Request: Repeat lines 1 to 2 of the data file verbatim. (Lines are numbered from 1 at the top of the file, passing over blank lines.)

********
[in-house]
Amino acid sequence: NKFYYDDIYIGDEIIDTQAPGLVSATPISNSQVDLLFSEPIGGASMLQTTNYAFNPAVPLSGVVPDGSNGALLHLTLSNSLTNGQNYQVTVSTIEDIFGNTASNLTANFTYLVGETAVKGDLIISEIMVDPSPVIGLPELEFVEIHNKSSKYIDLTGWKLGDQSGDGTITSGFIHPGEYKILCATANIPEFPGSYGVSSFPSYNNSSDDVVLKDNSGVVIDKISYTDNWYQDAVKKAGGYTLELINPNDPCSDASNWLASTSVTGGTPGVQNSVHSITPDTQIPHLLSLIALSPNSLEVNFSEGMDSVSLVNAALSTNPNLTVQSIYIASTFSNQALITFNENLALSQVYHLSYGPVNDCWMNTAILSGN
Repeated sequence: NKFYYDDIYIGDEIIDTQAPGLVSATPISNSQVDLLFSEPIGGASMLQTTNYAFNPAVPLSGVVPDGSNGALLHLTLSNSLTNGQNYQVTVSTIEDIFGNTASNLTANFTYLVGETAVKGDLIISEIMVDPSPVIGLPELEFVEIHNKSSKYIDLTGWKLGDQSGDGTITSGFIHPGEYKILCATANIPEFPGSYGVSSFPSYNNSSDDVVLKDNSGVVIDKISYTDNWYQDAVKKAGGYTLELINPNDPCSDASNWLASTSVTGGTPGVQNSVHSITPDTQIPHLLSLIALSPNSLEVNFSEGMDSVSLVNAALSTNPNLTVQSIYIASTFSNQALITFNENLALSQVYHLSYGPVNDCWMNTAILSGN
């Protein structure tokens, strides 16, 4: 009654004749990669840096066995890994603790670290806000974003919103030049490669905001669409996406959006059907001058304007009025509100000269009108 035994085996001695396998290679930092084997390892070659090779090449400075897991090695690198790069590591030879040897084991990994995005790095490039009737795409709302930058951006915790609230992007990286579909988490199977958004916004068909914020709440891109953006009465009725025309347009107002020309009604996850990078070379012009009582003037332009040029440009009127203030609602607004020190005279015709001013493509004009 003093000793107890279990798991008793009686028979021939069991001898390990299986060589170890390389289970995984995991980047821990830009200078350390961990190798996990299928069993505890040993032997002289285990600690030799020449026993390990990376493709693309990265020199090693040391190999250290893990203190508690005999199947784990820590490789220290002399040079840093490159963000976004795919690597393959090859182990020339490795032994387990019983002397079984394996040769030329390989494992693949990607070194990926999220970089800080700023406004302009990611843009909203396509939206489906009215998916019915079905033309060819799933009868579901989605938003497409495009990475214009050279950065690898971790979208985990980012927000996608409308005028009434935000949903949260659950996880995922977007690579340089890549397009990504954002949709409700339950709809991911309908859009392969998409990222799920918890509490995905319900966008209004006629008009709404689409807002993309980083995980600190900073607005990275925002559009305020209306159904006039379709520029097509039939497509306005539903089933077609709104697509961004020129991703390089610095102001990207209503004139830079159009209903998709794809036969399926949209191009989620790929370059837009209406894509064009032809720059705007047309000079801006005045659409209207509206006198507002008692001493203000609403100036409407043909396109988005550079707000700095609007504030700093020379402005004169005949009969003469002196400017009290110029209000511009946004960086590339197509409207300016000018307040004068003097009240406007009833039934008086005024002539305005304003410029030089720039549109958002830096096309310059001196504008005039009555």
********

[in-house]
Amino acid sequence: NKFYYDDIYIGDEIIDTQAPGLVSATPISNSQVDLLFSEPIGGASMLQTTNYAFNPAVPLSGVVPDGSNGALLHLTLSNSLTNGQNYQVTVSTIEDIFGNTASNLTANFTYLVGETAVKGDLIISEIMVDPSPVIGLPELEFVEIHNKSSKYIDLTGWKLGDQSGDGTITSGFIHPGEYKILCATANIPEFPGSYGVSSFPSYNNSSDDVVLKDNSGVVIDKISYTDNWYQDAVKKAGGYTLELINPNDPCSDASNWLASTSVTGGTPGVQNSVHSITPDTQIPHLLSLIALSPNSLEVNFSEGMDSVSLVNAALSTNPNLTVQSIYIASTFSNQALITFNENLALSQVYHLSYGPVNDCWMNTAILSGN